Tuesday, June 28, 2016

Good-bye Sweet Boy

Monday I found out that Seppel had a mass on his heart, likely hemangiosarcoma. I was supposed to bring him home for the week and then let him go but he started declining that afternoon and I had to make the decision then.

My heart is broken. That's what I keep saying but it is the best way to describe how I'm feeling.

I am so sad that our IPO journey is over.

I am so sad that my training partner and friend is gone.

I feel like the universe told me I could get Stuck, my next IPO dog for the price of losing my first training partner soon after. I know this is an irrational thought and I am not a religious person, but in some respects that is how it feels.

I am so sad that he is no longer in my home. His tail was always wagging and every time you touched him his whole body moved. He was always happy, all the time. He never had a bad day.

I miss him waiting at the end of the garage when I would call everyone in. His ears would go flat as if he was saying "I don't want to go in, I want to stay out here and do something with you."

He was always the first to the door, ready to go. He LOVED to play chuck-it and when I would take him out last he would come bounding out of the car like he was saying "I'm the best at this game! Play with me!" He would always put 100% into going after and bringing back the ball. He was my favorite to play with because he loved it so much.

He also loved the flirt pole. He would play with it forever with me.

I miss him being my copilot. He was the best car rider and was always in the front seat with me. When I would go get coffee he would inevitably drool on me - every time. It drove me nuts and grossed me out and now I wish he would do it one more time.

He was just starting to become more engaging with me and we were just starting to have fun training. I feel like we were closer than we have ever been.

I miss how expressive he was. He was so reactive to everything and you could read it in his eyes, his ears, and his forehead what he was thinking.

I miss how I could get him to bark at anything, he was easily wound up and it was great. 

I miss his love for cardboard boxes. He shredded so many boxes at work and if I tied him near the recycling cans he would steal things out of them and shred them. He was so crazy sometimes. It makes me sad that he will never be able to do that again.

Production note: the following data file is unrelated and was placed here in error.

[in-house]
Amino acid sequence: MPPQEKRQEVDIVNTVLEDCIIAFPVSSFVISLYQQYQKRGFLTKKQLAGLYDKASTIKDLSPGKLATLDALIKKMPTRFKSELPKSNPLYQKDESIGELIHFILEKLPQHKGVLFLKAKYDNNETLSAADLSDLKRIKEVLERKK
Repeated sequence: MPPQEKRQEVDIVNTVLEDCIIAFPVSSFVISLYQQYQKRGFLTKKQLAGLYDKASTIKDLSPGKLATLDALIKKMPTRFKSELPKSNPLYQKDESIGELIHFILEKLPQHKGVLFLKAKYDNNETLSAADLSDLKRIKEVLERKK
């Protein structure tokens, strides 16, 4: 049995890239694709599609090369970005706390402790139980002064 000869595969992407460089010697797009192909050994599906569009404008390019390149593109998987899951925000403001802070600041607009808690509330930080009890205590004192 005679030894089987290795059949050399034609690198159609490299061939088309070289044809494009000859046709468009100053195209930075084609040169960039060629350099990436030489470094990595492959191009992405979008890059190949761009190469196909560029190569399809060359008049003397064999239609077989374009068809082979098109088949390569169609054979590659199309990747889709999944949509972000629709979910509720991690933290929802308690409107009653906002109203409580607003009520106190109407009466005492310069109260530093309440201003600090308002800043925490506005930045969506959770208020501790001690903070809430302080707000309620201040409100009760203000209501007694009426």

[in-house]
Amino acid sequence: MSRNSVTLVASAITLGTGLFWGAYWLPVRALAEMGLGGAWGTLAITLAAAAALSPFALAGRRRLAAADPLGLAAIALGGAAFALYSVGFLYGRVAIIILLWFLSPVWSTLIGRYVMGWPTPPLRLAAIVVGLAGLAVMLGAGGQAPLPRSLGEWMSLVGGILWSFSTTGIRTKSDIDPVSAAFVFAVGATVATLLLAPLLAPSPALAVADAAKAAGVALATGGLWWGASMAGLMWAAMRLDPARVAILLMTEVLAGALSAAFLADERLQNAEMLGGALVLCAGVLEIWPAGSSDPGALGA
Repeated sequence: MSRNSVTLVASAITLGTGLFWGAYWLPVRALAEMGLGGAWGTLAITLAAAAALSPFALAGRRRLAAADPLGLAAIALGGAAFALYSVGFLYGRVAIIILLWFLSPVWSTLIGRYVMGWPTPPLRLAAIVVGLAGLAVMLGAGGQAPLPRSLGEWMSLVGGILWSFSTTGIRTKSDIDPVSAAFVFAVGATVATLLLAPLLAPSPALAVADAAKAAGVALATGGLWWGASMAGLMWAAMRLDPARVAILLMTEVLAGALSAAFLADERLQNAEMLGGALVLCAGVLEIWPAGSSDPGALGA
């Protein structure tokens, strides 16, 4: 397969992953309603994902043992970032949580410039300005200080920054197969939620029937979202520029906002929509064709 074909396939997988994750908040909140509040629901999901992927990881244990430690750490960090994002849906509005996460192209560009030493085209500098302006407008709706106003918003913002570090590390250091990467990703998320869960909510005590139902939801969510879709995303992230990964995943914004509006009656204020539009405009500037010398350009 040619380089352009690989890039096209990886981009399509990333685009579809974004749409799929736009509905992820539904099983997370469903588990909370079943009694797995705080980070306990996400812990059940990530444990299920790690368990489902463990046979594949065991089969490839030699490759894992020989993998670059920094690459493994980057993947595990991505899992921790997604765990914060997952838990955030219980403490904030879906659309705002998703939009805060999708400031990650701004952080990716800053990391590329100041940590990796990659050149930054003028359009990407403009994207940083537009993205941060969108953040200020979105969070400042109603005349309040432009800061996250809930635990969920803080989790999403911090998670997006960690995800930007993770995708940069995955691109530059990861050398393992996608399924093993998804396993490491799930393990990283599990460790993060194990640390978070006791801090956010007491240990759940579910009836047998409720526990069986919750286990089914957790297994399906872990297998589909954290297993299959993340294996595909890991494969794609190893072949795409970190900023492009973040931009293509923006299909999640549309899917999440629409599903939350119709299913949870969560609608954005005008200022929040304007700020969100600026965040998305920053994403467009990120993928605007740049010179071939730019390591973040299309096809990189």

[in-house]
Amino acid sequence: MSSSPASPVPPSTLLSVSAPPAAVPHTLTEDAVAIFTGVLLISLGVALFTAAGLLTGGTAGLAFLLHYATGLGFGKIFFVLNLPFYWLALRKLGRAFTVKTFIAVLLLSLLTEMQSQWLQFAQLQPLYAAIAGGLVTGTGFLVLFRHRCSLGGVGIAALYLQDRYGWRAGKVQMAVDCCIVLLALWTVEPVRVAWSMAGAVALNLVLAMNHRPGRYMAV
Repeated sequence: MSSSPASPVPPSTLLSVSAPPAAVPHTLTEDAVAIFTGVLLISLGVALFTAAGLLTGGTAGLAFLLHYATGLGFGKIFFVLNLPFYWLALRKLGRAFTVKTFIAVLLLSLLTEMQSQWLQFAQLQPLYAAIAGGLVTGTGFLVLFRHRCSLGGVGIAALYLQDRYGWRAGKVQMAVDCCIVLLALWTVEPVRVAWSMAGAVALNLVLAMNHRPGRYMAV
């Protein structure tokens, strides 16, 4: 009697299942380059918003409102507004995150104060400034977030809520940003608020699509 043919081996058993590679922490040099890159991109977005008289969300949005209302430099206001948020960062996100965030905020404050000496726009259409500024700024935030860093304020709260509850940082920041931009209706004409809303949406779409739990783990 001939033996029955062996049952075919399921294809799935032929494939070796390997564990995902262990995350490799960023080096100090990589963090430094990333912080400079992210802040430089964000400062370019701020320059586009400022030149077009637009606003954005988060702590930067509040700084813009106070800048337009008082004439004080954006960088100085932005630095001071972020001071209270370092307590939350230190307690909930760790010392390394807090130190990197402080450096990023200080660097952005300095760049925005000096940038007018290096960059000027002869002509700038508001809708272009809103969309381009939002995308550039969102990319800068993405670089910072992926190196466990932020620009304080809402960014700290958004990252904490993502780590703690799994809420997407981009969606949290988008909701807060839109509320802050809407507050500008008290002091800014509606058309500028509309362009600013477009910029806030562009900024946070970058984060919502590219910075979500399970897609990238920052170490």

It makes me sad that all of these things that he did and has done were the last time that he would do them. It is so hard to wrap my mind around the fact that he's gone and that it is all over with.

It makes me sad and angry that I couldn't even have a few more days with him to do the things he enjoyed. I am so sad that his last day was spent in a strange hospital and not at home with me. I know I made the best decision I could at the time but I am so sad because I had no idea I wouldn't be bringing him home.

I am so sad that he went out the way that he did, he was just about to turn 8 years old. That isn't old at all.

It feels so unfair.

I miss him so much. His presence in my life was so big. I know that I am fortunate because I have other dogs and my house isn't empty, but my other dogs are not him. I love them all individually and the hole he has left is huge.

Having Seppel completely and 100% changed my life. He taught me about responsibility and management. Because of his energy level he turned me into a better dog owner - because of him I exercised all of them regularly and made it a priority. He taught my parents that pit bulls were not bad dogs. He taught me so much about training, not just because of who he was but because of him I sought out classes and people to learn from. Seppel fit into my household really well. Our first year together there was a lot of learning and things were a little rough, but once I figured him out things got better and better. In our recent engagement class he did nearly anything I asked. It made me feel really proud of our relationship - that he trusted me to do some of the weird things I asked him to do, and he never questioned me.

The last several weeks I felt like something was wrong with him, I never could have imagined that thing was going to be as bad as it was. I don't know how I will repair myself. I just feel so devastated right now. A quote I found on Instagram says it perfectly: